Natural Gas Part of Solution To Policy-Driven Retirements That Are Threatening Firm Capacity In PJM’s Market

Mandated retirements of thermal generation and a backlogged review process for new entries on the grid is hurting PJM Interconnection’s ability to meet growing demand through 2030 and threatening reliability in the nation’s largest interconnected market, according to a recently published PJM report.

The solution: more natural gas and renewables.

Natural Gas To Support Renewables

A total of 40 gigawatts (GW) – enough to power 30 million homes – of PJM’s current installed capacity is at risk of retirement by 2030, with 25 GWs going offline because of multiple states’ climate policies. The retirements come as PJM projects energy demand to grow 1.4 percent overall through 2030, with individualized zones of high-consuming data centers, combined with overall electrification, reaching as high as 7 percent annual growth.

To guarantee an adequate level of generation resources, PJM’s report plans a path forward through a combination of renewables and natural gas generation.

The 9 GWs of natural gas is noted as an economic and competitive fuel to maintain resource adequacy and would balance the 17 GW of “intermittent and limited-duration [renewable] resources” that are in PJM’s balance sheet.

Connecting Problems

A total 290 GW of energy generation is stuck in an interconnection queue with a historically low completion rate of 5 percent. If the trends towards high load growth, increasing rates of generator retirements, and slower entry of natural gas and renewable resources persist, PJM warns it might deplete capacity reserves for the 65 million people across its 13-state territory for the first time in its history.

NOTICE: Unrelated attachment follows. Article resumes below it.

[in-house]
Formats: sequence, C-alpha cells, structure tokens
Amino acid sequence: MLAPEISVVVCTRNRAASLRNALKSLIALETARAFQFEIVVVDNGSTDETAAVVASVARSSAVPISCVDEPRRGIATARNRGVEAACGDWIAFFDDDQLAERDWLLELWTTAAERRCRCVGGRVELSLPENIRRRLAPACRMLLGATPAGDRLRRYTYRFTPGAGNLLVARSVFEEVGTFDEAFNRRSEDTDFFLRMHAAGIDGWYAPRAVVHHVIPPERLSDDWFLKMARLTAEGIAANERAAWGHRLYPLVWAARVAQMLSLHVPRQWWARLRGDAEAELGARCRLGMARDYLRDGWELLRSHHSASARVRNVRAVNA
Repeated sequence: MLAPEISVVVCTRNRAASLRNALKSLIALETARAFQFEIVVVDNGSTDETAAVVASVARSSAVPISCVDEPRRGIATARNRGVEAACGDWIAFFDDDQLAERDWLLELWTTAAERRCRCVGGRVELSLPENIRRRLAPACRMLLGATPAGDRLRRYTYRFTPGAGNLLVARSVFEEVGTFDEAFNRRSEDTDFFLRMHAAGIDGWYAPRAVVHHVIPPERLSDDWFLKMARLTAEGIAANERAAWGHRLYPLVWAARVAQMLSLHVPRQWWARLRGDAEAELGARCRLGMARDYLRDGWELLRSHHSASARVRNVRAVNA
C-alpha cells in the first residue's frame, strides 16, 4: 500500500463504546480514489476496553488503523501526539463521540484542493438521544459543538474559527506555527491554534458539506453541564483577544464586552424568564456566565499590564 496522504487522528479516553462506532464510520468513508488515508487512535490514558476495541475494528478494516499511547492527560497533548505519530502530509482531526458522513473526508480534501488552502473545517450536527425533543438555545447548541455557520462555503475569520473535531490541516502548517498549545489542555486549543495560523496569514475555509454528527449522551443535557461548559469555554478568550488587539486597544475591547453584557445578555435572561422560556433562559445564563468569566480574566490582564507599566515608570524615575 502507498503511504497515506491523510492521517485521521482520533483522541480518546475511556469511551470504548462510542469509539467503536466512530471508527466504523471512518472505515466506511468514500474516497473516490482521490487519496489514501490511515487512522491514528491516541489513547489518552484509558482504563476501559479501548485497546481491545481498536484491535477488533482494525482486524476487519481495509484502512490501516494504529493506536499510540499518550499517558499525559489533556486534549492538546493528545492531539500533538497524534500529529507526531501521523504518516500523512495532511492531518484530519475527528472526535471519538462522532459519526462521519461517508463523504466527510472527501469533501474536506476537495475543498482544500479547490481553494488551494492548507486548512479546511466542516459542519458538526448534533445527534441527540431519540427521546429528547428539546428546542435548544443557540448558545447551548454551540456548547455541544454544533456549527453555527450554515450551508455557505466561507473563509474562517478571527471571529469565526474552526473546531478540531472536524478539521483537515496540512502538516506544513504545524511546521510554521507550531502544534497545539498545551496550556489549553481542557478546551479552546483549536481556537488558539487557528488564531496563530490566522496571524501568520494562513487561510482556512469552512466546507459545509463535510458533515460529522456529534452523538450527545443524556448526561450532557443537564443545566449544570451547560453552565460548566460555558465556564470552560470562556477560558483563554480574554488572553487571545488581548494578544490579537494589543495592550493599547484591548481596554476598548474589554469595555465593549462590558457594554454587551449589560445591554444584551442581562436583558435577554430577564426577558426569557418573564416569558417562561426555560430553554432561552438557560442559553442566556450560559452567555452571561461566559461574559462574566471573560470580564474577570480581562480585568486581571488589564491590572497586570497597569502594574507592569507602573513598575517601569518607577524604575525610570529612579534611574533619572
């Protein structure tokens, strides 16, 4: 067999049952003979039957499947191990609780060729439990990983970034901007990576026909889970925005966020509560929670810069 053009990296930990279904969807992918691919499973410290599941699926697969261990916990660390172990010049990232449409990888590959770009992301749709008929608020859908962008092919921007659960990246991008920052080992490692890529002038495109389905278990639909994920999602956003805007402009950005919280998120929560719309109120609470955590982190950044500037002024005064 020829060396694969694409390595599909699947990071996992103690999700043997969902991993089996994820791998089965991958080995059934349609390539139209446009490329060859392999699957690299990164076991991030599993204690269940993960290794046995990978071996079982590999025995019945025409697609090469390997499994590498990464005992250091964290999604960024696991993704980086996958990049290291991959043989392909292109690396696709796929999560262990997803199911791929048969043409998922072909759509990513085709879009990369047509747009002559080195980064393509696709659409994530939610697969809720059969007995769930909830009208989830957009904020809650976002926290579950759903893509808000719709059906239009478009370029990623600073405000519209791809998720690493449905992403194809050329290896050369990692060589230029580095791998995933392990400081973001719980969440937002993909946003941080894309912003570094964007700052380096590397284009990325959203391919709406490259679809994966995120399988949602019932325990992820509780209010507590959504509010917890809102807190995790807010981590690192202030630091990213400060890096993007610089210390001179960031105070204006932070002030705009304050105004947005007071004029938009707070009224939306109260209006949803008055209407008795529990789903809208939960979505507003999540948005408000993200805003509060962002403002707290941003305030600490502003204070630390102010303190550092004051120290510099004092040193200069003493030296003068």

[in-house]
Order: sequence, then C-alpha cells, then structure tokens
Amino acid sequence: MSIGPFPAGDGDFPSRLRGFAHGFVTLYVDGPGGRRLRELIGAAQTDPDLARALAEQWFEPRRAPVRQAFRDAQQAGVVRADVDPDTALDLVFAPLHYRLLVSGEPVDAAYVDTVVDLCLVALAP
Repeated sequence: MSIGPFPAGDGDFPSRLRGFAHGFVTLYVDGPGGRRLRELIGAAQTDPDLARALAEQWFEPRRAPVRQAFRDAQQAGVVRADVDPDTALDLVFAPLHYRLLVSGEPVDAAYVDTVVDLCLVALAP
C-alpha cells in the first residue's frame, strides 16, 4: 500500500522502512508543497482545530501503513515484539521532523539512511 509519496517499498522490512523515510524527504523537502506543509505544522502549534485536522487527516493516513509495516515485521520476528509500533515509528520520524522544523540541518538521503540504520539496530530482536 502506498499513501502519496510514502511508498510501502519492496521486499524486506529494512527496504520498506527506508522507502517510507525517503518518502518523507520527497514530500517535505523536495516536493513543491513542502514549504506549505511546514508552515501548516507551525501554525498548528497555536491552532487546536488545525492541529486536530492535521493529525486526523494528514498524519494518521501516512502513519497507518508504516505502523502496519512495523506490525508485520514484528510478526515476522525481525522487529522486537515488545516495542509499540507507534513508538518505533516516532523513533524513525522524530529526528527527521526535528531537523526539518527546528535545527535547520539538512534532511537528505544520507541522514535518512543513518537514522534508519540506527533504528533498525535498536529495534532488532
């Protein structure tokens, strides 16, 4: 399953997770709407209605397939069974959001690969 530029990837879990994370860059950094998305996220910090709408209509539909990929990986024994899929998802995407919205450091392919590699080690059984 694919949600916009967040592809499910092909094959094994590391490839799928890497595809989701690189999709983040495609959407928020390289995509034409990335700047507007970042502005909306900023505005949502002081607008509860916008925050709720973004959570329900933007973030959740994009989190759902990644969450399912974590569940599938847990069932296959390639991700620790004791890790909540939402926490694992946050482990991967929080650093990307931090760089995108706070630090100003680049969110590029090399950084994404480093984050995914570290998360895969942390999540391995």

There are 3.8 GW of market entry from under-construction natural gas resources that are estimated to be completed in the next year, but it remains unclear what percentage of the total 17.6 GW of natural gas generation in the queue will move forward at this rate. This uncertainty is contributing to overall reliability problems, as explained by the report:

“If significantly more natural gas capacity reached commercial operation it could help avoid reliability issues.”

Barriers to increased natural gas capacity are the same policies that have contributed to increased thermal generation retirements. Policymakers continually propose ambitious climate goals while ignoring firm generation requirements. PJM does not have the authority to force power plants to stay open, and policymaker’s incentives towards large-scale renewable projects have flooded the renewables sector with money, meaning the gap in energy between capacity and demand increases as submissions to the interconnection queue balloon, inundating grid managers, and resulting in projects being delayed.

Researchers warn that lawmakers’ ambitious climate laws are running into a reality that could actually increase emissions as solar and wind get stymied by a transmission problem and existing, older thermal generation runs more frequently to keep up with increased electrification of the economy.

Bottomline: Policymakers have ignored firm generation requirements that meet their future needs and their climate goals by disregarding natural gas generation to focus solely on renewable energy. The result has contributed to a bottleneck in bringing any new energy generation online and is threatening regional reliability in PJM’s interconnected marketplace.

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